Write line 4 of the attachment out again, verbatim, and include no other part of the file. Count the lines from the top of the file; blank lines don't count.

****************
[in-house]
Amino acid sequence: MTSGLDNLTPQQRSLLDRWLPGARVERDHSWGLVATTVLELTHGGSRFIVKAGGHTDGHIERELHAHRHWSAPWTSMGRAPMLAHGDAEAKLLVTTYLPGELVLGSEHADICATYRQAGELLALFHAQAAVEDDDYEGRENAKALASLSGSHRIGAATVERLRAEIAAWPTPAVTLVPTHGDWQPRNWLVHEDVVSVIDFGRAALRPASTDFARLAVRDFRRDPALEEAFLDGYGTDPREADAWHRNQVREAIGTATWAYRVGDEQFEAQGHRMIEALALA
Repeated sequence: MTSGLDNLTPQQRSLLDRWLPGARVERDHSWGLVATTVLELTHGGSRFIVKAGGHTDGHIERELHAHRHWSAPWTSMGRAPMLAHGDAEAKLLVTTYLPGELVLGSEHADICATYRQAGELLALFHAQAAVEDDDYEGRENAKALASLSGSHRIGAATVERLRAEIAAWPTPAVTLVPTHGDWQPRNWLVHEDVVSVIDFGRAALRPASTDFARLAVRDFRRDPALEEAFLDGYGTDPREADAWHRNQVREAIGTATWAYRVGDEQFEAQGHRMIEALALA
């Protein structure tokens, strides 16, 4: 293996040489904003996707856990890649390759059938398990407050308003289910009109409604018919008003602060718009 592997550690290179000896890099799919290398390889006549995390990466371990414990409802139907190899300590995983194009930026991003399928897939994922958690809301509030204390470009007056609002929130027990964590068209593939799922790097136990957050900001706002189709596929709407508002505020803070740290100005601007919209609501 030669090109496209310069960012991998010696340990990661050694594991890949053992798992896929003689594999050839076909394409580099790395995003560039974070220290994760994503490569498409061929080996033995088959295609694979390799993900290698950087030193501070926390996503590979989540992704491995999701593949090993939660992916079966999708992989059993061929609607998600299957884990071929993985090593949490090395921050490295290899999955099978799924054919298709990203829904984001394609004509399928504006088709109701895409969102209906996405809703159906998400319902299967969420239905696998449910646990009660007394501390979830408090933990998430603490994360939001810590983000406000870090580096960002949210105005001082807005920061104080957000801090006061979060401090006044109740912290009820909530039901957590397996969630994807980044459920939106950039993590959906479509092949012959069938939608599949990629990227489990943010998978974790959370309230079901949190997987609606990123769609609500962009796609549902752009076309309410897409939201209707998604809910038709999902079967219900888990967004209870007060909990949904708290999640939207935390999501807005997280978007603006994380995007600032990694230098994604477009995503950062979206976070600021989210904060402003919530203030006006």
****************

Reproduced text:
């Protein structure tokens, strides 16, 4: 293996040489904003996707856990890649390759059938398990407050308003289910009109409604018919008003602060718009 592997550690290179000896890099799919290398390889006549995390990466371990414990409802139907190899300590995983194009930026991003399928897939994922958690809301509030204390470009007056609002929130027990964590068209593939799922790097136990957050900001706002189709596929709407508002505020803070740290100005601007919209609501 030669090109496209310069960012991998010696340990990661050694594991890949053992798992896929003689594999050839076909394409580099790395995003560039974070220290994760994503490569498409061929080996033995088959295609694979390799993900290698950087030193501070926390996503590979989540992704491995999701593949090993939660992916079966999708992989059993061929609607998600299957884990071929993985090593949490090395921050490295290899999955099978799924054919298709990203829904984001394609004509399928504006088709109701895409969102209906996405809703159906998400319902299967969420239905696998449910646990009660007394501390979830408090933990998430603490994360939001810590983000406000870090580096960002949210105005001082807005920061104080957000801090006061979060401090006044109740912290009820909530039901957590397996969630994807980044459920939106950039993590959906479509092949012959069938939608599949990629990227489990943010998978974790959370309230079901949190997987609606990123769609609500962009796609549902752009076309309410897409939201209707998604809910038709999902079967219900888990967004209870007060909990949904708290999640939207935390999501807005997280978007603006994380995007600032990694230098994604477009995503950062979206976070600021989210904060402003919530203030006006």